Smoltz adds levity to solemnity in Hall speech

Reflective pitcher addresses seriousness of Tommy John surgeries, dons wig to fire back at HOF mates

July 26th, 2015

COOPERSTOWN, N.Y. -- John Smoltz did not intend for his Baseball Hall of Fame induction speech to run as long as it did. But it only seemed fitting that the last man to wear No. 29 for the Braves' organization spent a little more than 29 minutes extending gratitude and drawing some laughs with that same sense of humor that made him such a beloved teammate during his legendary pitching career.

"The best way to describe my career is unique," said Smoltz, who was inducted alongside Craig Biggio, Randy Johnson and Pedro Martinez. "I can't think of any other word. It's unique in every way. I have fingerprints on my career from all of those who have touched me and impacted me and helped me along the way. It is a huge army that got John Smoltz from Lansing, Michigan, to where I am today."

As Smoltz officially became the latest draftee (22nd round by the Tigers in 1985) and first Tommy John surgery recipient to enter the Hall of Fame, he reminisced about how he fulfilled the dream that developed when, at 7 years old, he dashed his accordion-playing parents' hope that "he would become the next Lawrence Welk."

"You loved me enough to go after my dream," Smoltz said to his parents, who were seated directly in front of him. "You didn't discourage me from leaving the accordion for Major League Baseball. You just told me to have a backup dream, and I did that as well, even though it was [to be] a gas station attendant at the time."

Smoltz's dream to play for the hometown Tigers ended when he was the pitching prospect Detroit sent to Atlanta during the latter part of the 1987 season. But this deal paved the way for him to share a significant portion of his career in a Braves' uniform with three other current Hall of Famers -- Bobby Cox, Greg Maddux and Tom Glavine -- and Chipper Jones, who could enter Cooperstown as early as 2018.

While Smoltz once again expressed his appreciation for the significant impact Cox had throughout his career, he donned a wig during his address to light-heartedly retaliate after Maddux and Glavine issued bald jokes in his direction during their induction speeches last year.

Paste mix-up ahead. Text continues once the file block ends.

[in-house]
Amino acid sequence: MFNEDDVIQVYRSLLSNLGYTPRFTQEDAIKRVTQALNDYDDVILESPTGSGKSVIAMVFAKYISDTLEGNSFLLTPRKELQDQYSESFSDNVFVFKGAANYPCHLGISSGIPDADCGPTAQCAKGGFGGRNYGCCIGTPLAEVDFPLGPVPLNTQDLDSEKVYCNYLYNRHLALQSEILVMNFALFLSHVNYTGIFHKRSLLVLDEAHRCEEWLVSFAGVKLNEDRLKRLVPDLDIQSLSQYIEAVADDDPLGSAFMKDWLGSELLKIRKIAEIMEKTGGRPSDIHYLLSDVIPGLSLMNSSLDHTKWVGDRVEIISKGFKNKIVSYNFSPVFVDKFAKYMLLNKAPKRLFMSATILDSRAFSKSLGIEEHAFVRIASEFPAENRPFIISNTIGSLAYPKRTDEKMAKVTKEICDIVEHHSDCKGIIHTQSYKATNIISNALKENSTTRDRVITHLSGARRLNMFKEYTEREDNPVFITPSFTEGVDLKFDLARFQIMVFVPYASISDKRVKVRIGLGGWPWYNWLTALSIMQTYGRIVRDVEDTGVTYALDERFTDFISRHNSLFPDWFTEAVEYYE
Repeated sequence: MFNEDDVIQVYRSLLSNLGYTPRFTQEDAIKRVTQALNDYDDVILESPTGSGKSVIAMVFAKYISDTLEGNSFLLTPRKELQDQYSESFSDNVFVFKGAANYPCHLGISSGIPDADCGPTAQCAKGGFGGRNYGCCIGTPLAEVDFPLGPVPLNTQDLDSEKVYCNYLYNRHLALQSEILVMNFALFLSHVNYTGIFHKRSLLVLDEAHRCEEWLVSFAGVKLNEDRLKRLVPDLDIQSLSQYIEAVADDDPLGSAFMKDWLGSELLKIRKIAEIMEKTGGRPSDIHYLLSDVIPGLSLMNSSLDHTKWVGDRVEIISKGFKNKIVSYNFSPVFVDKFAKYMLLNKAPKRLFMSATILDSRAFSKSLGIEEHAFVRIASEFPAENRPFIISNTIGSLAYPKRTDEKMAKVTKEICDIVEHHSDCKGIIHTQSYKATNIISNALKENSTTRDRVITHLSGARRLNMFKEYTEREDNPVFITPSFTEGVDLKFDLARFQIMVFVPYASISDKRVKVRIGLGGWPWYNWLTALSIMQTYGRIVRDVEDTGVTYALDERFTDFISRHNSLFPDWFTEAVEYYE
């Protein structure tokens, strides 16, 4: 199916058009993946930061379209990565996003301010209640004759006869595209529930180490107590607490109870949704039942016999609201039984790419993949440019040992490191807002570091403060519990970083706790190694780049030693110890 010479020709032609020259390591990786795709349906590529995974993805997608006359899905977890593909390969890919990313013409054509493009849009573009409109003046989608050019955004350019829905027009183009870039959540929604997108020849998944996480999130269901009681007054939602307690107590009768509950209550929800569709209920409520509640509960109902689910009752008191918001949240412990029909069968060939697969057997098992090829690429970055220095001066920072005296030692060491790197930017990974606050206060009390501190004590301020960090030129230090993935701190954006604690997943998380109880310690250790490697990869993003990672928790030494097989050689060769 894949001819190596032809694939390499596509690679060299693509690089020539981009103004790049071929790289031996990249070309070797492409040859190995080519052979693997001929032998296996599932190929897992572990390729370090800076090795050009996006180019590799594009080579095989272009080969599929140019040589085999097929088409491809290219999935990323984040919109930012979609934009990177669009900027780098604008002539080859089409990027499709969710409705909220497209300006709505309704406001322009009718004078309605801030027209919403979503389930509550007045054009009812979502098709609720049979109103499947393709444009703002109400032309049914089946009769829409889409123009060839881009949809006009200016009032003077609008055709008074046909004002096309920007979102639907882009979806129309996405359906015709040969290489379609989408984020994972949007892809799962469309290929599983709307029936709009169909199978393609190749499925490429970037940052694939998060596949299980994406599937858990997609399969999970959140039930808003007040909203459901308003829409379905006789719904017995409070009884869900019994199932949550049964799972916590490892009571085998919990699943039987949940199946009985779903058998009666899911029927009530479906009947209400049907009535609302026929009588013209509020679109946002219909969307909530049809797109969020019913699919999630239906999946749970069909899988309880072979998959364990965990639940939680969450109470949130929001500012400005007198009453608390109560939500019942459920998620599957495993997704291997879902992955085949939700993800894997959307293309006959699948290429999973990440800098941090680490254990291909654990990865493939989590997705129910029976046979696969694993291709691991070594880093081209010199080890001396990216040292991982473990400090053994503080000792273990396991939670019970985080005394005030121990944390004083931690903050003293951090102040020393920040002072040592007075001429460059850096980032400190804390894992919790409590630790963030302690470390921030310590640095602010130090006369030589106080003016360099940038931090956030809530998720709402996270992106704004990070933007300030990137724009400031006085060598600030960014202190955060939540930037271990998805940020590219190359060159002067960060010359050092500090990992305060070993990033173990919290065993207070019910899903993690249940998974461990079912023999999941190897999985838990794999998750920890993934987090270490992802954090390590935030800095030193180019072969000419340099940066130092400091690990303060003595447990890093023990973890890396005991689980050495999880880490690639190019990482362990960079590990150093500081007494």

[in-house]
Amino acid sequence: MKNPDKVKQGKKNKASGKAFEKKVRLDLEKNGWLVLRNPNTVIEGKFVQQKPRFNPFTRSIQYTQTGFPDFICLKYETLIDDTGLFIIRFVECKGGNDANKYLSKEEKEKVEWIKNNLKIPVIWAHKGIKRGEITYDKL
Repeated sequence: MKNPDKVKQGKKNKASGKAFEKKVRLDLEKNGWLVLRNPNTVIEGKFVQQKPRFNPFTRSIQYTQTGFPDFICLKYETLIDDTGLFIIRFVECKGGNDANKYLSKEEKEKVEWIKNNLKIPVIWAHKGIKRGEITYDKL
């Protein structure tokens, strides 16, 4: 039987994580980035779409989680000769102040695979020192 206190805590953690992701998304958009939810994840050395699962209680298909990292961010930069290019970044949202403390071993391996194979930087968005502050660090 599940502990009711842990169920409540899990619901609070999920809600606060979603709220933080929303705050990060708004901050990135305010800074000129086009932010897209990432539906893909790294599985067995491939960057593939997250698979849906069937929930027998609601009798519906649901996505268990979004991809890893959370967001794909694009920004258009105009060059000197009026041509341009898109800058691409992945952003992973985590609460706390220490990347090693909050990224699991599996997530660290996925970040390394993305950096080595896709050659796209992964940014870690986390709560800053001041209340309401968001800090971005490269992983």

Though his good friend, Jeff Foxworthy, begged him not to display too much of his corny humor, Smoltz provided a little more levity when he poked some fun at the fact that Jones has been known to occasionally draw some ire via his Twitter account.

"I'm not going to say anything about [Jones], because he will have the [microphone] last, but please somebody steal his Twitter account," Smoltz said with a laugh.

Smoltz used a portion of his speech to address parents about his belief that young pitchers could avoid Tommy John surgery at a young age if they did not play baseball on a year-round basis. But much of his address was aimed toward thanking guys like his former pitching coach Leo Mazzone and Dr. Joe Chandler, the Braves' long-time doctor who has been credited with the extended longevity Smoltz, Glavine and Maddux experienced throughout their respective careers.

When Smoltz exited the ceremony, he expressed regret that he had mistakenly skipped over the portion of his speech that was reserved for Ted Turner, the former Braves owner who was willing to provide the financial resources necessary for the club to rise from the basement to the penthouse during Smoltz's now immortalized career.

"I can't believe I'm a first-ballot Hall of Famer," Smoltz said. "I just never dreamt that when I was 7. I did dream about pitching in the big leagues, but never getting to the Hall of Fame."